Professor Juha Röning and Dr. Heli Koskimäki, Biomimetics and Intelligent Systems Research Unit, Faculty of Information Technology and Electrical Engineering , and Professor Seppo Vainio, Oulu Center for Cell-Matrix Research, Faculty of Biochemistry and Molecular Medicine, University of Oulu
juha.roning(at)oulu.fi, heli.koskimaki(at)oulu.fi, seppo.vainio(at)oulu.fi
Background and Mission
Biomimetics and Intelligent Systems Group (BISG) is a fusion of expertise from the fields of computer science and biology. In BISG, our basis are intelligent systems and our research areas include data mining, machine learning, robotics, and information security. More precise research topics vary from data mining algorithm development and optimization of industrial manufacturing processes all the way to environmental monitoring with mobile robots.
Bringing expertise from ICT and Biotech together, we will reach the skills to make use of the mechanisms common in information processing and the biological data processing system and extrapolate this to intelligent solution making in ICT. One important goal of this program is to be able to physically link living cells via identified signaling systems to establish learning complex that involves Bio and ICT in a unified bifunctional interactive machine.
The group consists of four sub-groups: Data Analysis and Inference Group, Organ BioEngineering Biology, Robotics and Secure Programming
We have conducted basic research in intelligent systems and tissue engineering for over ten years as individual groups. Now we have joint our efforts. Our team consists of 2 professors, 10 post-doctoral researchers and 15 doctoral students. The annual external funding of the group is more than two million Euros, in addition to our basic university funding. In the reported year, there have been 23 completed doctoral degree from the group. From the research of the group, 11 spin-off companies have been established so far: Codenomicon, Clarified Networks, Hearth Signal, Nose Laboratory, Nelilab, Atomia, Indalgo Probot, Aquamarine Robots, Radai and IndoorAtlas.
We co-operate with many international and domestic partners. In applied research, we are active in European projects. In addition, several joint projects are funded by the Finnish Funding Agency for Technology and Innovation (Tekes) and industry. We were a research partner in the SIMP and CyberTrust SHOKs. Prof. Juha Röning was selected as ACO (Academic coordinator) of the Cyber Trust program.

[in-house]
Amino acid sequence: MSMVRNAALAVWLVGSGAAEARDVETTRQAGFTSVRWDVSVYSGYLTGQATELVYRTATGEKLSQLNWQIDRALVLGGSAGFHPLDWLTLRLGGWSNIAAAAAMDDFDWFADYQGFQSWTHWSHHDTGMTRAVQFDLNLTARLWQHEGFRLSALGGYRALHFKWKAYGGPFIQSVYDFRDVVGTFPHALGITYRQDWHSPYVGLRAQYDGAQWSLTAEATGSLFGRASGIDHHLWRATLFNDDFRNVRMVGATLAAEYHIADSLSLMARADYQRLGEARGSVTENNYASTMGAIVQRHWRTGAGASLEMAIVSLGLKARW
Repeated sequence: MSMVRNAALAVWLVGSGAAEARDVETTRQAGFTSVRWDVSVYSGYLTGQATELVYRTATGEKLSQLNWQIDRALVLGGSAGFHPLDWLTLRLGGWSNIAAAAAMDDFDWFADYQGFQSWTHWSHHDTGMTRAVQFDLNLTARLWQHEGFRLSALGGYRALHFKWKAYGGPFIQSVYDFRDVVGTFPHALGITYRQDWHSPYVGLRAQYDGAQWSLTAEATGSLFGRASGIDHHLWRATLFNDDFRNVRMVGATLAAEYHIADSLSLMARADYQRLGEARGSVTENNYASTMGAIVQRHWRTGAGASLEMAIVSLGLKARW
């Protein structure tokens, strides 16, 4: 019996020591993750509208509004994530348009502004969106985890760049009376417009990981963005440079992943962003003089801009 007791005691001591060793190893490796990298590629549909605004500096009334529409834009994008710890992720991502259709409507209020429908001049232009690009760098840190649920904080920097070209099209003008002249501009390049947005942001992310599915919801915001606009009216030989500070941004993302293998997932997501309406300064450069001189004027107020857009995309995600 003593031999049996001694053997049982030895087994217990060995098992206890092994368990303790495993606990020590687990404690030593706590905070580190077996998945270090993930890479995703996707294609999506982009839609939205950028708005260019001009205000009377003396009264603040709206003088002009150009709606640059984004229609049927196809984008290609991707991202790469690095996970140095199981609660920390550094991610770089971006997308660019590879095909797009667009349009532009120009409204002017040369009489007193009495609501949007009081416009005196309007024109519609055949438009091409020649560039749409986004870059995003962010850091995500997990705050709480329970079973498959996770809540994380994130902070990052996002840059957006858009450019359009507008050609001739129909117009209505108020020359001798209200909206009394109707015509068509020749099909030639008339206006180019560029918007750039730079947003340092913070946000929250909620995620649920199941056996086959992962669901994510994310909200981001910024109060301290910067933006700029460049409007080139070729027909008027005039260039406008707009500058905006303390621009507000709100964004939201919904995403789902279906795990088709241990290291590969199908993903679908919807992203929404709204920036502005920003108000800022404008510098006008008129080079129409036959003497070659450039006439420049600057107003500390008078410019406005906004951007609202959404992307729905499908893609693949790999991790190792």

We are active in the scientific community. For example, Prof. Juha Röning is acting as visiting professor of Tianjin University of Technology and as the Robot Science Adviser of Tianjin Science and Technology Center for Juveniles. He served as a member of the Board of Directors in euRobotics and as a member of the SAFECode International Board of Advisors. He chaired the euRathlon / TRADR Summer School 2016 in Oulu, Finland, 22nd to 26th of August. It was a five-day course to provide participants with a full overview and hands-on experience with multi-domain real robotic systems. He also chaired with prof. Othmane the First International Workshop on Agile Development of Secure Software (ASSD’16) in Salzburg 1st of September. With robotics group, he participated NORDRUM project where aim was to collect radiation data from the environment using an unmanned aerial vehicle (UAV). The testing area was located in Norway, Hauerseter Leir military campsite (5th to 7th of September).
During the reporting year, the group organized the 9th International Crisis Management Workshop and Winter School (CrIM’16) and NordSec conference which brought together both Finnish and international information security experts. The group also organized Summer School 2016 of Data mining, big data and open data together with Exactus DP and Aurora DP 15th to 19th of August.
Representing Finland as a Partner for Peace (PfP) na-tion, BISG / Prof. Röning participated the Specialists’ Meeting on Intelligence and Autonomy in Robotics, held in Wachtberg, Bonn, Germany on 25 – 27 October 2016.